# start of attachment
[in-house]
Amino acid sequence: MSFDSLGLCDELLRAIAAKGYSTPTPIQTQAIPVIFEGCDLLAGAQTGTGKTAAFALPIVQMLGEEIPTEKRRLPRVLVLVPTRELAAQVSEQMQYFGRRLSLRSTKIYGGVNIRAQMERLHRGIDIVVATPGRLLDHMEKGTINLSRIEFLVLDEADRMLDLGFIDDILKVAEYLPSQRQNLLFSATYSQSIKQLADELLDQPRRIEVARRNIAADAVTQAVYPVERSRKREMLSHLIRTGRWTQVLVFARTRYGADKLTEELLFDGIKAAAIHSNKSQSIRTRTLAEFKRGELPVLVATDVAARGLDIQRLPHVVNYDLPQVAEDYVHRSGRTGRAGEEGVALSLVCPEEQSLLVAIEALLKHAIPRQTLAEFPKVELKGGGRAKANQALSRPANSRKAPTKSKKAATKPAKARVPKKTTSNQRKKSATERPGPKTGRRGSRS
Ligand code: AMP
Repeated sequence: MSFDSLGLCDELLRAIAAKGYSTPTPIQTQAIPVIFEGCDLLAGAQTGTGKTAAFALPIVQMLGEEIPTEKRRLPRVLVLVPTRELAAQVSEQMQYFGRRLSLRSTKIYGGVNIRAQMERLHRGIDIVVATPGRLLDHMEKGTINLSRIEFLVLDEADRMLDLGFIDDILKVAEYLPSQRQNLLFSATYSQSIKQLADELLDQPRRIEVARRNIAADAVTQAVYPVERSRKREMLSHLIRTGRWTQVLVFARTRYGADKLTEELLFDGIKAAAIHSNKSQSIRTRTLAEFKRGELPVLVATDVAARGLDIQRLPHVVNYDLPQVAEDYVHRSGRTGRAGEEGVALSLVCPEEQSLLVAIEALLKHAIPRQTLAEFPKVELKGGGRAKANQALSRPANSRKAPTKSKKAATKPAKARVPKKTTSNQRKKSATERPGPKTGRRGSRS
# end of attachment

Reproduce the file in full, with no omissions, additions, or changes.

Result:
[in-house]
Amino acid sequence: MSFDSLGLCDELLRAIAAKGYSTPTPIQTQAIPVIFEGCDLLAGAQTGTGKTAAFALPIVQMLGEEIPTEKRRLPRVLVLVPTRELAAQVSEQMQYFGRRLSLRSTKIYGGVNIRAQMERLHRGIDIVVATPGRLLDHMEKGTINLSRIEFLVLDEADRMLDLGFIDDILKVAEYLPSQRQNLLFSATYSQSIKQLADELLDQPRRIEVARRNIAADAVTQAVYPVERSRKREMLSHLIRTGRWTQVLVFARTRYGADKLTEELLFDGIKAAAIHSNKSQSIRTRTLAEFKRGELPVLVATDVAARGLDIQRLPHVVNYDLPQVAEDYVHRSGRTGRAGEEGVALSLVCPEEQSLLVAIEALLKHAIPRQTLAEFPKVELKGGGRAKANQALSRPANSRKAPTKSKKAATKPAKARVPKKTTSNQRKKSATERPGPKTGRRGSRS
Ligand code: AMP
Repeated sequence: MSFDSLGLCDELLRAIAAKGYSTPTPIQTQAIPVIFEGCDLLAGAQTGTGKTAAFALPIVQMLGEEIPTEKRRLPRVLVLVPTRELAAQVSEQMQYFGRRLSLRSTKIYGGVNIRAQMERLHRGIDIVVATPGRLLDHMEKGTINLSRIEFLVLDEADRMLDLGFIDDILKVAEYLPSQRQNLLFSATYSQSIKQLADELLDQPRRIEVARRNIAADAVTQAVYPVERSRKREMLSHLIRTGRWTQVLVFARTRYGADKLTEELLFDGIKAAAIHSNKSQSIRTRTLAEFKRGELPVLVATDVAARGLDIQRLPHVVNYDLPQVAEDYVHRSGRTGRAGEEGVALSLVCPEEQSLLVAIEALLKHAIPRQTLAEFPKVELKGGGRAKANQALSRPANSRKAPTKSKKAATKPAKARVPKKTTSNQRKKSATERPGPKTGRRGSRS